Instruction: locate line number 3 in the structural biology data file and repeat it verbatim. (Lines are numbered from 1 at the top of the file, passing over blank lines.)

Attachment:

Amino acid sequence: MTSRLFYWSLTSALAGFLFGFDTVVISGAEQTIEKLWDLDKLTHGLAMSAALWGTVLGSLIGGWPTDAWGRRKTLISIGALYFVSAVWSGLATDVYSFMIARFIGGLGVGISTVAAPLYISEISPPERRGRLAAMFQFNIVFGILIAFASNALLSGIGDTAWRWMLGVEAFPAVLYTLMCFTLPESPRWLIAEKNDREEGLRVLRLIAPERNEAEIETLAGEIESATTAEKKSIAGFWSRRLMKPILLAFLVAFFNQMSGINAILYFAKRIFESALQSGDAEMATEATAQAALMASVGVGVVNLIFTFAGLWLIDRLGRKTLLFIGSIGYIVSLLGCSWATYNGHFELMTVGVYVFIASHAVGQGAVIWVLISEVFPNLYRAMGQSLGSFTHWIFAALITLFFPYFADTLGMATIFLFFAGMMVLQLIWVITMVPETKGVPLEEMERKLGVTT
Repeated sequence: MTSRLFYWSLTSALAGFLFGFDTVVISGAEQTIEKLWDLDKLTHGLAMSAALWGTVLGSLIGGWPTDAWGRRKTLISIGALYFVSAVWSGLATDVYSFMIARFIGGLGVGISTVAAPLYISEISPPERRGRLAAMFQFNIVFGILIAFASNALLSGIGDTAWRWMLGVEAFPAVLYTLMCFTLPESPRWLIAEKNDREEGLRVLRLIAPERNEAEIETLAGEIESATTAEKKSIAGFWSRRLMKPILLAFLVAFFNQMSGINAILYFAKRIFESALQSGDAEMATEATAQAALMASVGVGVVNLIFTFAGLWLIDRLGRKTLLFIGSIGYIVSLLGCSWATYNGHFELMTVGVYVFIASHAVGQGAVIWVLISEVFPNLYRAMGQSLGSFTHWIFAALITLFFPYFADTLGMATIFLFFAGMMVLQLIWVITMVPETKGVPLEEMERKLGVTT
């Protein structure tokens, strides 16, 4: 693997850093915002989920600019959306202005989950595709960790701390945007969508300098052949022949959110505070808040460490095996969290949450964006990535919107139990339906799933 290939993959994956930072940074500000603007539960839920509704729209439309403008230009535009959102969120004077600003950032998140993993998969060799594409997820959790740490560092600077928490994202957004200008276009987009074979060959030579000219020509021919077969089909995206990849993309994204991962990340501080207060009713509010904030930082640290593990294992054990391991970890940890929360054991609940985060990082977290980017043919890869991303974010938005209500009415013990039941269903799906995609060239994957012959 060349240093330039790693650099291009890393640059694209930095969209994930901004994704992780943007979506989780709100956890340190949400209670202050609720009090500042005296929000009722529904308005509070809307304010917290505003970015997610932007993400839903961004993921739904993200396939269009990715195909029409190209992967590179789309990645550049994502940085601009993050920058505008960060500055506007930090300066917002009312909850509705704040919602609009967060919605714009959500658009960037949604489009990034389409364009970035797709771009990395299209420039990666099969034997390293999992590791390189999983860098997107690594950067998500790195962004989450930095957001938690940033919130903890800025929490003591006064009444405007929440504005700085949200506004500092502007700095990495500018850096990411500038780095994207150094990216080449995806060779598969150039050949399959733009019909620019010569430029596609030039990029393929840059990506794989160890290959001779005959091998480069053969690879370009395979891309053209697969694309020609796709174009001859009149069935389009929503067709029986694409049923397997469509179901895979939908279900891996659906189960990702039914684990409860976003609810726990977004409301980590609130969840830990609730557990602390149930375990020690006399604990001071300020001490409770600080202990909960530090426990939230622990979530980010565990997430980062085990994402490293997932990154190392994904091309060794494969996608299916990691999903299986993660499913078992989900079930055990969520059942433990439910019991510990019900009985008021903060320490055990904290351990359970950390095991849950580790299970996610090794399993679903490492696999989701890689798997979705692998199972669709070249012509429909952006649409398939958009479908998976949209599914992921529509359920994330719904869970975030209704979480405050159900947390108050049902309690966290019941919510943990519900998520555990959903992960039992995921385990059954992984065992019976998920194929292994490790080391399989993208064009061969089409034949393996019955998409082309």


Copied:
């Protein structure tokens, strides 16, 4: 693997850093915002989920600019959306202005989950595709960790701390945007969508300098052949022949959110505070808040460490095996969290949450964006990535919107139990339906799933 290939993959994956930072940074500000603007539960839920509704729209439309403008230009535009959102969120004077600003950032998140993993998969060799594409997820959790740490560092600077928490994202957004200008276009987009074979060959030579000219020509021919077969089909995206990849993309994204991962990340501080207060009713509010904030930082640290593990294992054990391991970890940890929360054991609940985060990082977290980017043919890869991303974010938005209500009415013990039941269903799906995609060239994957012959 060349240093330039790693650099291009890393640059694209930095969209994930901004994704992780943007979506989780709100956890340190949400209670202050609720009090500042005296929000009722529904308005509070809307304010917290505003970015997610932007993400839903961004993921739904993200396939269009990715195909029409190209992967590179789309990645550049994502940085601009993050920058505008960060500055506007930090300066917002009312909850509705704040919602609009967060919605714009959500658009960037949604489009990034389409364009970035797709771009990395299209420039990666099969034997390293999992590791390189999983860098997107690594950067998500790195962004989450930095957001938690940033919130903890800025929490003591006064009444405007929440504005700085949200506004500092502007700095990495500018850096990411500038780095994207150094990216080449995806060779598969150039050949399959733009019909620019010569430029596609030039990029393929840059990506794989160890290959001779005959091998480069053969690879370009395979891309053209697969694309020609796709174009001859009149069935389009929503067709029986694409049923397997469509179901895979939908279900891996659906189960990702039914684990409860976003609810726990977004409301980590609130969840830990609730557990602390149930375990020690006399604990001071300020001490409770600080202990909960530090426990939230622990979530980010565990997430980062085990994402490293997932990154190392994904091309060794494969996608299916990691999903299986993660499913078992989900079930055990969520059942433990439910019991510990019900009985008021903060320490055990904290351990359970950390095991849950580790299970996610090794399993679903490492696999989701890689798997979705692998199972669709070249012509429909952006649409398939958009479908998976949209599914992921529509359920994330719904869970975030209704979480405050159900947390108050049902309690966290019941919510943990519900998520555990959903992960039992995921385990059954992984065992019976998920194929292994490790080391399989993208064009061969089409034949393996019955998409082309």